By Christoph Twickel in Hamburg
The protesters have arranged to meet in Fritz Bauch, a pub popular with the left-wing scene in the Schanzenviertel, a trendy and slightly bohemian district of Hamburg. "This time it's a very small apartment, but a very expensive one," announces organizer Jonas, 31, addressing the group.
Then he explains the procedure: A small advance guard is to conduct reconnaissance at the nearby apartment viewing. If the coast is clear, the others will follow them. Once the music is playing, everyone should put on their masks and wigs. And then the "Fette Mieten Party," or "Fat Rent Party," can get started.
The days when apartment-hunters in Germany would wait patiently in line to view flats appear to be over. Today, real estate agents have to be prepared for unwanted visitors amid a wave of protests against gentrification in Germany's major cities. Activists say that rising rents are making it increasingly difficult for people to find affordable housing.
It is the fourth "Fat Rent Party" to be held in Hamburg this year. Its organizers aim to draw attention to skyrocketing rents in the city through flashmob-style protests at open apartment viewings. Meanwhile, in Berlin, activists from a group that calls itself the Hedonist International have been turning up to hold protests at flat viewings in the rapidly gentrifying eastern neighborhood of Friedrichshain. A video on the group's website shows protesters dancing around naked at a recent viewing, holding up signs that read "exorbitant rents."
The new form of protest was apparently invented by a group called Jeudi Noir ("Black Thursday") in Paris around five years ago. In a bid to draw attention to what they consider intolerable rents in the French capital, the group stormed flats and real estate agencies, where they drank champagne, threw confetti and played music.
Anti-gentrification activists in Germany also see plenty to protest about. A new study by the real estate research institute Empirica revealed that rents are rising rapidly in Germany's major cities. In Berlin, rents have risen by 14 percent in the last year, while Cologne has seen increases of 12 percent. Frankfurt and Hamburg have both seen year-on-year increases of 7 percent. The reason for the rising rents is the increasing number of people moving to big cities and the fact that many people are living alone, combined with a decrease in the number of new flats being built, Empirica's Reiner Braun told the Frankfurter Allgemeine Sonntagszeitung newspaper.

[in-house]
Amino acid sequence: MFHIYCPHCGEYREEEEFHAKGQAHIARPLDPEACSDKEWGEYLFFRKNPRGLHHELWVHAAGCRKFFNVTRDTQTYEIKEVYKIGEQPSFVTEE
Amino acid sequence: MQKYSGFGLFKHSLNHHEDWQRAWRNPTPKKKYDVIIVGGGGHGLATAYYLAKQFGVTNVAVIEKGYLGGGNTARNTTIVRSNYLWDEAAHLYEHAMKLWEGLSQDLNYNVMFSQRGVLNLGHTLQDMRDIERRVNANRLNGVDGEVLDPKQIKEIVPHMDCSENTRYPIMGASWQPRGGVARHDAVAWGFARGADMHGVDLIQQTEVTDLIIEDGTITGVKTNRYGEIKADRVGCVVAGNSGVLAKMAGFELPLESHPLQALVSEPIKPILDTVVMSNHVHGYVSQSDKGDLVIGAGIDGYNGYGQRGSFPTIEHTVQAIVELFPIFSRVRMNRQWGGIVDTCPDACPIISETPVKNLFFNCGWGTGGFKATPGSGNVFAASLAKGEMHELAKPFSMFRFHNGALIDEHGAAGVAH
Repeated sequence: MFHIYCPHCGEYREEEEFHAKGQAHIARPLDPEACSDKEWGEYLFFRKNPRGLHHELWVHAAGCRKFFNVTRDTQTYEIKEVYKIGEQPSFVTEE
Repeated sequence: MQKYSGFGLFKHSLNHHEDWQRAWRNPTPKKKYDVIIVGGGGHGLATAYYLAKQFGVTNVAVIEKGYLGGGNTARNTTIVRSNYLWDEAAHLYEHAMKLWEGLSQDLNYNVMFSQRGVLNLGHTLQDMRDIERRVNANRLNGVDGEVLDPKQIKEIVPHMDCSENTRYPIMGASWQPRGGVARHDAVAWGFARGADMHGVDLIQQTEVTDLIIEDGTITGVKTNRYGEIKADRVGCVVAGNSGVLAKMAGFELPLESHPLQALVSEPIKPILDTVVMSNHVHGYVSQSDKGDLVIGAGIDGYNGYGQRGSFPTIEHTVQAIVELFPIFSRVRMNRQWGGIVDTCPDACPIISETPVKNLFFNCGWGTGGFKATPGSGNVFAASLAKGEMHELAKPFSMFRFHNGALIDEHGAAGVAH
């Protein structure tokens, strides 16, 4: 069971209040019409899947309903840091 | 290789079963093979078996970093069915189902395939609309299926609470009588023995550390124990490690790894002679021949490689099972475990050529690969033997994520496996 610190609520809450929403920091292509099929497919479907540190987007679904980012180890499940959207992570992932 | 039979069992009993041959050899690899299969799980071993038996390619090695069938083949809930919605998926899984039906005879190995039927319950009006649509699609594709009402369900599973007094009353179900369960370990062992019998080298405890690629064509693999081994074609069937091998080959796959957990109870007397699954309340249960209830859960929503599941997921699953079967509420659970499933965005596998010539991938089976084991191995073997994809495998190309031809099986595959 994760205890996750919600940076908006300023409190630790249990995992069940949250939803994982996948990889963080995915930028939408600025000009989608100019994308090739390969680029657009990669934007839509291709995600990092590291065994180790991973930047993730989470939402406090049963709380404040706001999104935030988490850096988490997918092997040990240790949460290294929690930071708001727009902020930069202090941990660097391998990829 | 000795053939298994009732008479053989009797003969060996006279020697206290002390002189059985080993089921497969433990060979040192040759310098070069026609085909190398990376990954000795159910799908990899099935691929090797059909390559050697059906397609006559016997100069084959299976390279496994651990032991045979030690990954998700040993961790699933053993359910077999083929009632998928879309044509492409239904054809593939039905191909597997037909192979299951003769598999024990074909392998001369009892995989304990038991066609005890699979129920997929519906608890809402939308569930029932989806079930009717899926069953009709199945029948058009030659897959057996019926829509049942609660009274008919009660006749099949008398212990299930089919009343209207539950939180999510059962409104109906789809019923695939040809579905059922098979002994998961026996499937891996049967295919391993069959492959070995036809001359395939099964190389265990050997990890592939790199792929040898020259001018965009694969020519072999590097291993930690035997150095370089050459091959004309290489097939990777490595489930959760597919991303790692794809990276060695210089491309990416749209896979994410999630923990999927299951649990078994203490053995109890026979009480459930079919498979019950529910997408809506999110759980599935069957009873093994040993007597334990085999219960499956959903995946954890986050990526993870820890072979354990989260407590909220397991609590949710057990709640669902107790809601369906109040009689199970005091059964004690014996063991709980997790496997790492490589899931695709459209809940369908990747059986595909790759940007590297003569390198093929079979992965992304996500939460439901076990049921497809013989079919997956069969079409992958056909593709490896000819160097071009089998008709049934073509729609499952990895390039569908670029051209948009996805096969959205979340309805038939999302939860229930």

For this latest "Fat Rent Party," the Hamburg activists have chosen to visit a property described as a "well renovated, comfortable one-bedroom apartment," located in the Schanzenviertel neighborhood just a stone's throw away from the center of the area's nightlife.
Around 30 protestors dance a conga line through the apartment to the Madness song "Our House," which is blasting out of a boombox. They drink sparkling wine from plastic cups and hold up cardboard signs with anti-gentrification slogans.
With its wooden floors, bathtub and fitted kitchen, the flat is clearly a desirable property. The only drawback is the price: The monthly rent, plus utilities, for the 47-square-meter (500-square-foot) apartment comes to 723 ($926), a huge amount even by Hamburg's standards.
The rent is actually too expensive for Johanna, a 21-year-old law student, but she has come to see the flat anyway. Currently living with her parents, she has been looking for a new place for months, and she knows that she won't find anything better. "If you find a cheaper flat in the newspaper, there will be a line of people all down the block at the viewing," she shouts, as the party rages around her.
"We mainly want publicity," says Jonas, who has been helping to organize the "Fat Rent Parties" together with other activists from the Hamburg-based movement Right to the City. "We need a housing policy that is geared to the interests of tenants -- not to profit."
'I'm Joining the Protesters!'
The people who have come to the flat viewing are almost all white, German and middle class -- the only demographic that can afford such high rents. The protest action appears to go down well with the apartment hunters, who were given flyers at the door. The rent that is being asked seems too much even for the neatly dressed students and the well-heeled parents looking for a place for their kids who have come to see the apartment.
"I'm joining the protesters!" announces one woman from the town of Itzehoe, when she finds out that the deposit and the realtor's commission together will come to over 4,000. Her daughter and a female friend, who are studying in Hamburg and are looking for a place together, stand beside her, looking embarrassed.
The friend's father is also there -- and has his own opinions about the real estate market. "When she lived in the city of Osnabrück, my daughter only paid 350 for a 40-square-meter apartment, including utilities!" he says. But provincial cities like Itzehoe and Osnabrück are not Hamburg, and the Schanzenviertel neighborhood is in demand. "Numerous pubs and restaurants are just a few minutes' walk away," write the realtors in the Internet ad for the flat.
Indeed, Hamburg is not a cheap place to live. According to the local tenants association, Hamburg residents spend between 36 and 45 percent of their monthly income on rent, significantly higher than the German average of just over 25 percent.
In recent years, the city has become the front line in a bitter conflict over gentrification, with artists squatting buildings in protest against investment plans and members of the far-left scene attacking private property.
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